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John DeFilippo - Thursday, December 26, 2019

(Opening Statement) "I hope everybody's doing well, had a nice Christmas yesterday. Obviously, our last game against a divisional opponent for us to go out the last time together and try to win a football game. I want to wish all of our Jags fans a happy new year, and I appreciate everyone in this room's professionalism all season. It's been great. You guys have been asking great questions all season and I really appreciate everyone in this room. You guys do a heck of a job, so thank you."

(On how good of a season RB Leonard Fournette has had) "Leonard's [Fournette] had a great season, and everything we've challenged him to do from the start of the spring when he and I talked about being a three-down back, and embracing catching the football, embracing pass protection. And obviously doing his job as a running back as well. He's accepted all of those challenges, and he's done a really, really nice job of embracing that challenge, answering the bell to that challenge and we're really proud of the season that he's had."

(On how to get the offense off to a faster start) "That's a great question. I think each week your style of play is different in how you're going to attack the opponent. There are certain games where we wanted to obviously throw the football a little bit more. There are certain weeks that we knew we were going to try to slow the game down and for different reasons. We always go in, the coordinators, and know how we're going to attack the opponent and how we're going to try to control the tempo of the game. So, I think a lot of it is probably just the way we wanted to play. A lot of it is probably the plays I've called, maybe haven't attacked down the field enough, so that's a piece of it as well. And so we're always looking for ways to start fast, but obviously I needed to do a better job this last month in the first half definitely, 100 percent."

(On how much being down 14-0 in Week 16 versus Atlanta before an offensive possession changed the game plan) "[Head] Coach [Doug] Marrone always is really good over the head set with me in terms of – He got on right after that and said, 'Hey Flip, it's 0-0 right now, OK? So, don't press,' and those things. And it's great when you have the support of the head coach in terms of him allowing you to…where you know what he's thinking, and the communication between him and I has been great all year. Obviously, it's not ideal, but again, at the end of the day our job as an offense is to score one more point than the other team."

(On having a chance to make it a one possession game late in the fourth quarter at Atlanta) "I think it goes back to like I said, [Head] Coach [Doug Marrone] being disciplined and keeping me disciplined in how we wanted to play that game. I give a lot of credit to him. Because it's easy as an offensive coordinator, I've been there before, done it, made this mistake, where you don't have that communication and then you turn into worrying about just one side of the football instead of the whole game, OK. And you start going off the rails a little bit. I've made that mistake in my past, and I've learned from that mistake. And so, like I said, the communication piece between Coach Marrone and I has been awesome in how he views the game being played."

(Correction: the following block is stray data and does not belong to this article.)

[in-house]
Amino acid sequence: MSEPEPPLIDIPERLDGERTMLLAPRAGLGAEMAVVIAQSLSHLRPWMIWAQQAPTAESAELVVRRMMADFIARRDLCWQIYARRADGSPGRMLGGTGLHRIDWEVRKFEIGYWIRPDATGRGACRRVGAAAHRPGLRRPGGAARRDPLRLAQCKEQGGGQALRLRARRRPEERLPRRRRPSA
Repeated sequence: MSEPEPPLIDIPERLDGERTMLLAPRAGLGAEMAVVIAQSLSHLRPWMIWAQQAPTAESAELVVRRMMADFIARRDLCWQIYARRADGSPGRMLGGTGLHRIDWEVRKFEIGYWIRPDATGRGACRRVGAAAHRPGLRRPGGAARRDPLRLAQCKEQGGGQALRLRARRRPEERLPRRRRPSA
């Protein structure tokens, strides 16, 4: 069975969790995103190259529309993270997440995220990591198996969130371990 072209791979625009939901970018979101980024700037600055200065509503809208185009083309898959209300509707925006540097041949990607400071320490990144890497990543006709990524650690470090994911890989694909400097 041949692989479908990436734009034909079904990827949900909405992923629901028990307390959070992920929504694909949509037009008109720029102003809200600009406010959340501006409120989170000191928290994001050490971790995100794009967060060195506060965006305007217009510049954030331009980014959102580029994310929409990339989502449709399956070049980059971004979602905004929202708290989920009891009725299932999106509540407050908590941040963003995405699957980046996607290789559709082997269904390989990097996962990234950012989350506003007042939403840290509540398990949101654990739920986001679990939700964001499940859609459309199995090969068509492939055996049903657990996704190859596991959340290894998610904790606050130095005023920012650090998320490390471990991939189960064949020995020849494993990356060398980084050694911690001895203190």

(On if rookie QB Gardner Minshew II has been hesitant to make plays because of the focus on ball security) "I don't want to say he's been hesitating. When we were talking about ball security obviously that entails a lot of things. Not only turning the ball over, interceptions, but also pocket ball security as well, ball security when he's on the move. And I think [Quarterback Coach] Scott's [Milanovich] done a great job of drilling that two hands in the pocket and just reemphasizing it, reemphasizing it and reemphasizing it, and drilling it to where it is carrying over. So, I wouldn't say Gardner's been hesitant, but I think his pocket ball security has greatly improved."

(On how much he's enjoyed working with Head Coach Doug Marrone) "It's been awesome. He talks to me. He's very supportive, always gives me a heads up [when it's] four down territory early in the series. He sees the big picture of the whole thing really, really good. And offense is obviously a third of the deal, and he has been just awesome to me, and supportive when we were having some good game and having some bad games. And so that's what I think from our coaching staff, he's been just so steady this season in everything that's happened from, we all know, they're all well documented. And that's the reason why I think we have been able to function as a unit with all the changes and all that is because of his steadiness. I'll tell you what, I've learned a ton from him going forward about being a coordinator, position coach, [from] watching him as a head coach that I will carry forward. Because there's a lot of times – there was some tough situations that he's been through this year and I've just learned so much from him and observing him."

(On how good it would feel to have WR DJ Chark Jr. eclipse the 1,000-yard receiving mark this season) "Obviously, we want to go out and execute. You can't dictate where the ball's going to go, but I think it just shows a football player that bought in from the start of what we were doing in the spring and really worked hard this offseason and all season, being dinged up a little bit here the last few weeks, of just playing hard, being in the right spot. I can't say enough great things about DJ. Obviously, it would be great, that's the benchmark for receivers, is that 1,000 yards. We're not oblivious to that at all. So, it would be great to see him get over that mark and get well over that mark. It would be great for him to have a big day, we always want our guys to have big days and naturally those things kind of take care of themselves."

(On the growth he's seen from Chark this season) "A ton. A ton. Obviously, I wasn't here last year with him, but I've heard he's matured a lot in terms of, I don't want to say off the field, football maturity. More football maturity in terms of knowing how to lean on a guy, knowing leverage. Knowing if I'm getting inside leverage, man [coverage], this is how I'm going to run this route instead of outside leverage man [coverage]. So, those are the things. He has more of a plan of attack pre-snap than when I saw him on tape last season. What I saw last season when I got here was a guy with a ton of potential that was big and could run. And now he's using those attributes to his ability and to help our football team."